The Exact Editions platform is now working with book publishers to license collections of books as digital resources for universities, colleges, schools and other institutional libraries. Carcanet has been one of the leading English language publishers of this generation and the Carcanet Collection has just been launched as an annual subscription resource. The collection starts with 70 titles and will grow to over 100 in the course of 2017. Institutions that subscribe will have multi-user, site wide access to all the books, with new titles joining the collection as they are published during the year. Each month there will be a few titles from the Collection available for open and free reading throughout the month, and many of the new titles will be show-cased in this way.
Carcanet’s books meet the highest standards of typography and design, so they are well suited to the Exact Editions platform which:
(1) shows books exactly as they are printed
(2) ensures that each book and the collection as a whole is searchable
(4) runs across all the major computing platforms: web browsers and apps for mobile and tablet devices.
These were all compelling reasons for launching books for institutions on the Exact Editions platform, but we have also made the decision to offer the books for annual subscriptions as Collections, and it is worth looking at some of our reasons for this choice:
(1) it seems that digital editions, when considered as teaching or scholarly resources have particular value when presented in groups. We will be working with publishers who want their books to be seen as part of a group, so that different topics, or related subjects and treatments can be seen together. Digital editions have special advantages in that they can be searched, compared, assigned and cited very efficiently because they come to the user in the same grouping. The availability of the ‘group’ across the campus to multiple users is especially strong; with physical books and some copy-protected ebooks the fact that one book is being used in one part of the library makes it un-usable to a reader who has another book from the same series open on her desk.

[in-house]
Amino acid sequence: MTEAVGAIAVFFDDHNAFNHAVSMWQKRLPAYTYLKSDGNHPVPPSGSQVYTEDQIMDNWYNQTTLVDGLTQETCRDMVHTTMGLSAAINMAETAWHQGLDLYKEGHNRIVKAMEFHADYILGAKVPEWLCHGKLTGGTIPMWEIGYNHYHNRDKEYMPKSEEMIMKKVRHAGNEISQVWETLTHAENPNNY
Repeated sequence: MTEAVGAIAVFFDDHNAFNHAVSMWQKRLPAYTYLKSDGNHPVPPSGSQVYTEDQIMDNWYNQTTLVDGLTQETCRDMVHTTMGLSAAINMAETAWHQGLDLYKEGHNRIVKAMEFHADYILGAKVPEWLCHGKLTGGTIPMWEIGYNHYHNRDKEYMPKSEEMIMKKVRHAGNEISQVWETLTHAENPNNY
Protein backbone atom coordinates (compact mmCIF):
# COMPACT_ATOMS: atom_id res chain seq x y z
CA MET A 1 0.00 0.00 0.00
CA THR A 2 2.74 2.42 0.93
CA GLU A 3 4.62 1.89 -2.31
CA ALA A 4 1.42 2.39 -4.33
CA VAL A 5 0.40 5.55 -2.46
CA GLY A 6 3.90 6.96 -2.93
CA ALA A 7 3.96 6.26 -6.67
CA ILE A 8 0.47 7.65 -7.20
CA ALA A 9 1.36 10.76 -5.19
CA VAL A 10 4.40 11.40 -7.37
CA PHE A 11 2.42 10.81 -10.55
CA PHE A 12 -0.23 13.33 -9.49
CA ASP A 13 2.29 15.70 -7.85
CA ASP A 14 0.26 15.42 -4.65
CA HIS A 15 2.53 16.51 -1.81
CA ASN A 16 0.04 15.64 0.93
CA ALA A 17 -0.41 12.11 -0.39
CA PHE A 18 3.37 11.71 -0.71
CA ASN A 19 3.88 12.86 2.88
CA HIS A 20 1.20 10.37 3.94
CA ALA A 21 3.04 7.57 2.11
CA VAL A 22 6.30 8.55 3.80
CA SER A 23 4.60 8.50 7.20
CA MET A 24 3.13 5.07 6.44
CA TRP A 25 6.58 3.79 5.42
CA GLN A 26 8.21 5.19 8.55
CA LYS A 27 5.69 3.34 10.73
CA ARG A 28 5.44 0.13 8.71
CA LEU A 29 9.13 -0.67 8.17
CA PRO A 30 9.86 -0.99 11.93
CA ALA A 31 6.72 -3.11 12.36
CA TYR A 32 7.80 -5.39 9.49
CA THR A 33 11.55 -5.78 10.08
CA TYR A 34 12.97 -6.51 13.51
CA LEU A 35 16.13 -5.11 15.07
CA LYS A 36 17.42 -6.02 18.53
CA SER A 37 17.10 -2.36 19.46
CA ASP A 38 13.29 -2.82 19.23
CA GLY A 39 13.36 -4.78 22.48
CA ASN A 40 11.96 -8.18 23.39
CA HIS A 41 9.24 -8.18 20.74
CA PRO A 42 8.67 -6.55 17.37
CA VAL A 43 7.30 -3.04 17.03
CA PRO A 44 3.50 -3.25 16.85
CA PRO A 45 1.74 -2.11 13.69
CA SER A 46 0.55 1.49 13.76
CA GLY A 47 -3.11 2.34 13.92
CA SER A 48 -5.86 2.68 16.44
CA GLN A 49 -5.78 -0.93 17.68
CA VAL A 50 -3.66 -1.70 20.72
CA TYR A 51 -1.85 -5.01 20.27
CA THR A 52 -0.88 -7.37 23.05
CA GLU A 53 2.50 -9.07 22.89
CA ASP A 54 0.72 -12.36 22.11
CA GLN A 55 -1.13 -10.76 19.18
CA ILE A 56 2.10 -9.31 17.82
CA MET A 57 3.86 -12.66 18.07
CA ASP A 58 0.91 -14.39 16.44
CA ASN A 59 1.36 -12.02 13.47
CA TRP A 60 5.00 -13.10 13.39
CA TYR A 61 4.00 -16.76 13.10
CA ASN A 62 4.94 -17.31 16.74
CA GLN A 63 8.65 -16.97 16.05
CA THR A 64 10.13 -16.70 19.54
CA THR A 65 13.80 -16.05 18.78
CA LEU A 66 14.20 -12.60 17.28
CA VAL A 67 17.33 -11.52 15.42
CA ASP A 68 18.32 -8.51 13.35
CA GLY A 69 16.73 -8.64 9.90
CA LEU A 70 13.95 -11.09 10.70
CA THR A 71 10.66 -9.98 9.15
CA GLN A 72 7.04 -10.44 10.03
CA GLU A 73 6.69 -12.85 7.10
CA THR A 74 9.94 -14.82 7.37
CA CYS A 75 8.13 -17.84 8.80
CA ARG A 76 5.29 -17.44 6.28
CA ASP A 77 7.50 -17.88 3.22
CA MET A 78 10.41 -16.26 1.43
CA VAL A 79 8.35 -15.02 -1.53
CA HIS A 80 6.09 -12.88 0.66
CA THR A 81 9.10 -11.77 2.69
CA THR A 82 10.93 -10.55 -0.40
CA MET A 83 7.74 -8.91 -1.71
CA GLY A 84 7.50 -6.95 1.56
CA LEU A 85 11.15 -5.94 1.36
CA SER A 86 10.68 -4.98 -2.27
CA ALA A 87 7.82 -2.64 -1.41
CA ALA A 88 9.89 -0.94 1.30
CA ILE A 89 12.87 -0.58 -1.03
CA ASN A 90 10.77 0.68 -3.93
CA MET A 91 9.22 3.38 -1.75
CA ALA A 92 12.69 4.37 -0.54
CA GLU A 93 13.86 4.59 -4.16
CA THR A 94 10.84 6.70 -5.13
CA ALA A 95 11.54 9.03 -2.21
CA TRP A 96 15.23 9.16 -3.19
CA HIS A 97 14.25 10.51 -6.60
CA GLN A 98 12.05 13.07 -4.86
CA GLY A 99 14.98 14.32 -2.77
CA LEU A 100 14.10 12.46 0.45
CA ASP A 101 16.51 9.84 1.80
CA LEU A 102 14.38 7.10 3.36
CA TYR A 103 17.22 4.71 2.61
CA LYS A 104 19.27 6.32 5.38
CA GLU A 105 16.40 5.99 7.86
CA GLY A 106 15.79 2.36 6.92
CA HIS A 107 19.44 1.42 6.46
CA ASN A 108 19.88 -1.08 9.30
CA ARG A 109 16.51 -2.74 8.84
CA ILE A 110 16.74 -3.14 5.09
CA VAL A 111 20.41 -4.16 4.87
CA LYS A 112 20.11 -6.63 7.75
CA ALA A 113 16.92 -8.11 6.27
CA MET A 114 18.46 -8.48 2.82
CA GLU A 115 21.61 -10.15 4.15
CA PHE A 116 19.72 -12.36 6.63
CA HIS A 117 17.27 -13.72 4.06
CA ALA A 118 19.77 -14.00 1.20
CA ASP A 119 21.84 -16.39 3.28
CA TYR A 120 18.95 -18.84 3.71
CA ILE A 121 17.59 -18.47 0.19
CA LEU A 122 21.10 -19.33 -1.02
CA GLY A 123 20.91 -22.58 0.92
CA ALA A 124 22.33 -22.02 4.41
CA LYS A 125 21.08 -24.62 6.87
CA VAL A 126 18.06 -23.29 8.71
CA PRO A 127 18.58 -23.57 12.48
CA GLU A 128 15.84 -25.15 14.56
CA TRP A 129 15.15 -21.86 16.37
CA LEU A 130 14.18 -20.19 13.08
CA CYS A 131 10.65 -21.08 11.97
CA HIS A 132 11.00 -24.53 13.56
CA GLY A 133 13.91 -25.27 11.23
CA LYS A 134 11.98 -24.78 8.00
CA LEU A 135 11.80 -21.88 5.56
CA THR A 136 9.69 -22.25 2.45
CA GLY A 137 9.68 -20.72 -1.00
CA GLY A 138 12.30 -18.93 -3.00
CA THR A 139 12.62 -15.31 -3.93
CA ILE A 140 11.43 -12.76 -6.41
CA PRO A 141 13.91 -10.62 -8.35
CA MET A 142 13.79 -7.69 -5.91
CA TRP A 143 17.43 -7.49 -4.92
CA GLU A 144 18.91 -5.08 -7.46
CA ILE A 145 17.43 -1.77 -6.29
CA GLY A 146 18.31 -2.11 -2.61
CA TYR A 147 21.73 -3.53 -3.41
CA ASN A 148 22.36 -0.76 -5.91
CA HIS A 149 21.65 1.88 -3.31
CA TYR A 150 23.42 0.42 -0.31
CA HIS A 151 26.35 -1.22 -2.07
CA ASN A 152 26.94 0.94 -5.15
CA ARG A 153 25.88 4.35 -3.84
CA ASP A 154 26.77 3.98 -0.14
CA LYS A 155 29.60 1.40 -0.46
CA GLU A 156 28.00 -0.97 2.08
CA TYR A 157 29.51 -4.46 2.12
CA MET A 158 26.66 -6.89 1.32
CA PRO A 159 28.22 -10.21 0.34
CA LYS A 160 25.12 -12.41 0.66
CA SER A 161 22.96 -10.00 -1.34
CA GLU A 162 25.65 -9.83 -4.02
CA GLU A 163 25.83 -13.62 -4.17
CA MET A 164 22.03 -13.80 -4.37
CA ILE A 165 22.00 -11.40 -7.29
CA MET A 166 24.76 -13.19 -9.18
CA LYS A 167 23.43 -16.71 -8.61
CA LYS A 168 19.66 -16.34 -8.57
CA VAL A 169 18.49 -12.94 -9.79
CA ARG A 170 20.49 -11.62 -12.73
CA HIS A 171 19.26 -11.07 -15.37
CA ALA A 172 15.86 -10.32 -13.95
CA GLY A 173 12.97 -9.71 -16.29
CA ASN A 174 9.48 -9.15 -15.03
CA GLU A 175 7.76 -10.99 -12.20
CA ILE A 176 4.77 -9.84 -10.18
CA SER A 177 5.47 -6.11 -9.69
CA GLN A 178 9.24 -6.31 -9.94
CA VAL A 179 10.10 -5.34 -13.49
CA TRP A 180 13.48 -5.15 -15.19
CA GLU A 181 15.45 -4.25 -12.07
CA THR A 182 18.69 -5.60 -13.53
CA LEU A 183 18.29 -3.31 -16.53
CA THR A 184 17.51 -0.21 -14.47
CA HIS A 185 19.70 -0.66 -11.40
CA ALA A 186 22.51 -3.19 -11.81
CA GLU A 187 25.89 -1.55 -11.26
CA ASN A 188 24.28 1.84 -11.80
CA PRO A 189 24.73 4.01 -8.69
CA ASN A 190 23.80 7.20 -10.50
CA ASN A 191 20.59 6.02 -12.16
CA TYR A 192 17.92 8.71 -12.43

(2) in many cases the ‘collection’ is an easier entity for the library system to acquire (important!), service, integrate and deploy to readers. Also, if the collection is appropriate, the books really do have a group value, the resource is worth more than the sum of its parts.
(3) we also think that in many cases, with the biggest delivery platforms, where thousands of books or tens of thousand of books are delivered together, the advantages of smaller groupings and collections are being lost. Massive aggregations are not particularly attractive or friendly to the reader who wishes to study a much smaller sub-group.
(4) the collections will be publisher-specific (we have no plans to offer multi-publisher collections) and we think that this grouping, and the branding that goes with it has very many advantages for publishers. Especially smaller publishers with strong and coherent lists. Carcanet is an excellent example of a publisher with a list where most of the titles it publishes will be of interest to any library or institution with a strength in modern poetry and literary studies.
On these last two points. It is not clear that there is an ‘ideal’ size for a collection of books. There almost certainly is not, but our initial preference will be for collections of scores or hundreds of books. There are exceptions to this of course and publishers of Collected Works should give thought to the advantages of the Exact Editions platform for delivering such collections into the academy. If a publisher wishes to deliver and site license a collected edition of the works of Franz Kafka, David Hume or Karl Marx, we would be happy to facilitate this offering. We are working with a variety of publishers, all of whom have lists of books that are interest to major libraries, though none of them are (as yet) exclusively ‘research publishers’. There are many publishers in this category and we have some very fine collections lined up to appear in the first quarter of 2017.